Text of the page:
A Values Conflict Can Be a Recipe for Disaster

“Could you fire someone?”  That was the first question the Branch Manager asked me at the interview.  Needless to say I was floored by the question.

I stammered something like, “Yes, if I had given the person time to improve and helped him/her to change but nothing worked then yes I could fire someone.”   Somehow that did not satisfy her.  She said she was looking for someone who was tough, who focused on the bottom line and was ready to quickly fire anyone that was not producing.

I didn’t get that job.  She said that our “styles” were too different.  I wanted the job and was really disappointed.

Since I was on the Sales Vice President’s staff in New York City and had been for 4 years I was eager to get back to Boston.  Later that year the Vice President (her boss too) pretty much strong armed her into hiring me for another sales manager’s position.

Taking that job was a huge mistake.  It was clear from the beginning I was not a good fit for the branch and that branch manager.  Today I would say we had a values conflict that did in fact make our styles very different.

She had hired the other sales managers and they were happy working for her.  I was not comfortable with her nor was I comfortable with the other sales managers.  The 2 years I spent in that job were horrible ones for me.  I was definitely not happy at work!

During that time I secretly criticized her for an insensitive approach to move very quickly, eliminate poor performers and get business at any cost.  Today I would say that her values were in conflict with mine.

What made my predicament really difficult at that time was that I was limiting my job search to AT&T and Boston.  At my level there were very few AT&T jobs in Boston and openings were rare.  I had a good salary and benefits at AT&T so I was reluctant to leave the company.  Oh those golden handcuffs!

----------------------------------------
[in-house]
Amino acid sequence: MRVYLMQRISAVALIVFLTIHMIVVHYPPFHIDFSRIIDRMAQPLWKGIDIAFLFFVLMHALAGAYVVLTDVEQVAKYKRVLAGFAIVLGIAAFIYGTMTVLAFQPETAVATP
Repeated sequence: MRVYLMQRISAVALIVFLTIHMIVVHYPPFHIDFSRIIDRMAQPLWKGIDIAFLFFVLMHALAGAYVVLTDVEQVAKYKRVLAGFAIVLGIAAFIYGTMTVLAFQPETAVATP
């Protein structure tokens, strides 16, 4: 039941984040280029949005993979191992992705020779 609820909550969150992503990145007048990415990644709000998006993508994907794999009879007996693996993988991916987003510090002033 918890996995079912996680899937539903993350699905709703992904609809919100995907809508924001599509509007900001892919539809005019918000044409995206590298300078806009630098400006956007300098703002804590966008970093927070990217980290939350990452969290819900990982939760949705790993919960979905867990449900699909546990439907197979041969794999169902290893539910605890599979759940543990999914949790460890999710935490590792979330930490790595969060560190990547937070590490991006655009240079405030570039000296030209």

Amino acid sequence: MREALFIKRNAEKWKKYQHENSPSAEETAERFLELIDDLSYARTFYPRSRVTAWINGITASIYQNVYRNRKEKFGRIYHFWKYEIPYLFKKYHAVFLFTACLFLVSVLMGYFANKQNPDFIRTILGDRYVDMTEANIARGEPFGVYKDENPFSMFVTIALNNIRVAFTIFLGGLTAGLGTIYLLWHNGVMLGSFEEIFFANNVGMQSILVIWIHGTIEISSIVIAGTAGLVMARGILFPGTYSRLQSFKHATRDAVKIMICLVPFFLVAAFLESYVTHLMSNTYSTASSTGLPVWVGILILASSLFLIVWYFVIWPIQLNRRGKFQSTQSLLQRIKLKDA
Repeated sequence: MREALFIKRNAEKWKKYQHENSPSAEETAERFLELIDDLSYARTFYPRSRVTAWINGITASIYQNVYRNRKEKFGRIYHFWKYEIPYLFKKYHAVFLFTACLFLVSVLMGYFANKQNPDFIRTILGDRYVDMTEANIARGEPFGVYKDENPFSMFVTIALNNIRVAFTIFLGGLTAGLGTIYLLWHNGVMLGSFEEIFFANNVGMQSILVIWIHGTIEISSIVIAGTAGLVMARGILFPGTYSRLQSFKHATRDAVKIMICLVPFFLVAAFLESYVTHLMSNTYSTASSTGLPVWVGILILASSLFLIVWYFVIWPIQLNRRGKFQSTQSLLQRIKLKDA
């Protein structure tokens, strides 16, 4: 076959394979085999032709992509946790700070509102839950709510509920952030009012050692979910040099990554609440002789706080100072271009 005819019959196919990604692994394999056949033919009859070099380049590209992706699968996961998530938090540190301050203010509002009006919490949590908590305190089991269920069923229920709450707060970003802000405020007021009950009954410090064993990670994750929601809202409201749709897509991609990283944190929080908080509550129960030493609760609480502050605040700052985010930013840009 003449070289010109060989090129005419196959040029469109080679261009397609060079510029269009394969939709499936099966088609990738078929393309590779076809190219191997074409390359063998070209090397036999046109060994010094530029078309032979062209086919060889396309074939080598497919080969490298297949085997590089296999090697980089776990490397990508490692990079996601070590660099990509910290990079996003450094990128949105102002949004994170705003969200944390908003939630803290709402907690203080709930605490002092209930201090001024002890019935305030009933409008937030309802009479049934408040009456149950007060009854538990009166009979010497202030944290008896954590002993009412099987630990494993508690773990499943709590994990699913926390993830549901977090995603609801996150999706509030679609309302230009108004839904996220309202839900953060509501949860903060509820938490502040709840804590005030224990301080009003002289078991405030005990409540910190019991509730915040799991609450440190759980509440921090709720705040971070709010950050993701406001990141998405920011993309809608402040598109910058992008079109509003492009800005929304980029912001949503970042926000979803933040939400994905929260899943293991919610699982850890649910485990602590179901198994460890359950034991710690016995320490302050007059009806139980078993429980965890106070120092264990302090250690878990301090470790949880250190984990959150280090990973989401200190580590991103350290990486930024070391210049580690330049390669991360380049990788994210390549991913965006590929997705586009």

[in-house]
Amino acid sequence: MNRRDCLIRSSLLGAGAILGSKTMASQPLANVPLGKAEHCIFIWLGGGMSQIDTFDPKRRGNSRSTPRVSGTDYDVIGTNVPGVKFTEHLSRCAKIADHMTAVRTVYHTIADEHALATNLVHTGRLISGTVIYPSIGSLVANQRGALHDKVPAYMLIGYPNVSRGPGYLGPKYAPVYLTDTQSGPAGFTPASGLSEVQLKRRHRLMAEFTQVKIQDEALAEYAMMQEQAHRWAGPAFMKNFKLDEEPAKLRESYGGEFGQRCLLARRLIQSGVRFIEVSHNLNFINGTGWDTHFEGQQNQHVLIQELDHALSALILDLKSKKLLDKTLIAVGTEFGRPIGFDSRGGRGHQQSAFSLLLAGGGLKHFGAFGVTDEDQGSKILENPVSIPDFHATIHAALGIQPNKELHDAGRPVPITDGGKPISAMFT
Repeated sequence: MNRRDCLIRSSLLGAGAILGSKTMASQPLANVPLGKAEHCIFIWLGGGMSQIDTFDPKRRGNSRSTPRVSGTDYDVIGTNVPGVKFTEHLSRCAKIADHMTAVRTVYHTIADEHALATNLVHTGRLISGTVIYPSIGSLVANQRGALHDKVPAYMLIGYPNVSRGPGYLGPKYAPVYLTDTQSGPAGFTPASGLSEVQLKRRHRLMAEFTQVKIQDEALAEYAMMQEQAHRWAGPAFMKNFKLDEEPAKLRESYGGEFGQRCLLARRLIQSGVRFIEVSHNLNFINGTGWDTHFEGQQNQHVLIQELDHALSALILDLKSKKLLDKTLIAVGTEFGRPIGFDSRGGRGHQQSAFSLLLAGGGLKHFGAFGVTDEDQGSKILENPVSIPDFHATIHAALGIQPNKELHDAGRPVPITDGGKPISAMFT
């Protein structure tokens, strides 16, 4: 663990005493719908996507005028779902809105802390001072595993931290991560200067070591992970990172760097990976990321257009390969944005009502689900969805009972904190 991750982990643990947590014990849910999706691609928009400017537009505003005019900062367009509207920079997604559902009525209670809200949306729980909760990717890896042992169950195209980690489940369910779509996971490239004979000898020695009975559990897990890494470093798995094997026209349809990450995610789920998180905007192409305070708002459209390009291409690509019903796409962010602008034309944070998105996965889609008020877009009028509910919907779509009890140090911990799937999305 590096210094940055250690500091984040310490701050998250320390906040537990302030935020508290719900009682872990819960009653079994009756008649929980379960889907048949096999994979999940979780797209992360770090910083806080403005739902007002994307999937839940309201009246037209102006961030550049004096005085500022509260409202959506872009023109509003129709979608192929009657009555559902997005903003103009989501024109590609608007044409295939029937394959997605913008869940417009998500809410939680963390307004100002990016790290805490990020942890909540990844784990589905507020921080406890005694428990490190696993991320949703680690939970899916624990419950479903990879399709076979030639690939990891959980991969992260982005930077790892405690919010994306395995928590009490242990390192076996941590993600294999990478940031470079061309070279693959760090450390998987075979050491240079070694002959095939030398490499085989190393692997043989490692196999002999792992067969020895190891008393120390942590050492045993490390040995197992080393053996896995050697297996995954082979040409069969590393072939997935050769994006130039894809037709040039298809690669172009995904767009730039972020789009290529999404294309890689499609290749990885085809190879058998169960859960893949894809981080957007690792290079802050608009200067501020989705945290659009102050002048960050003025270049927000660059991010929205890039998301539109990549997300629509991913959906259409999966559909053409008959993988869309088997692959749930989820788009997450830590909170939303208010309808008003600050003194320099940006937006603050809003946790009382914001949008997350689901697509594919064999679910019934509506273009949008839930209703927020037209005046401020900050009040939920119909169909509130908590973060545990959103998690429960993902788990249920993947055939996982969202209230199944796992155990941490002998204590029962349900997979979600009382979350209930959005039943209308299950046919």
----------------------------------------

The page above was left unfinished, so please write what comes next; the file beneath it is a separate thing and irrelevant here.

Two years later I found a new job –still within AT&T and in Boston.  I reconnected with a woman that I had worked with before.  She had been promoted to manager and brought me on to her team.  I knew her to be organized, dependable and focused.  Her team welcomed me and I immediately knew that I fit in.  At last I was happy at work again.

Let me say that both managers were very successful in their jobs.  It was not a question of a bad manager as I thought when I left the first manager’s branch.  It was just that my values were more aligned with those of the second manager and so we worked really well together.

What did I learn from the situation?

  • My values must align with those of the person I work for.   I must know that before I accept the job!
  • Taking a job with a manager whose values conflict with mine is a big mistake.
  • If I wanted to find a job in Boston I needed to look for it both inside and outside of AT&T.
  • Staying connected with former colleagues is worth the effort. (I still hear from the second manager at Christmas and it has been 15 years since I worked for her.)
  •  Having a good work situation is more important than having a high salary. Being happy at work makes life more satisfying and work more meaningful.
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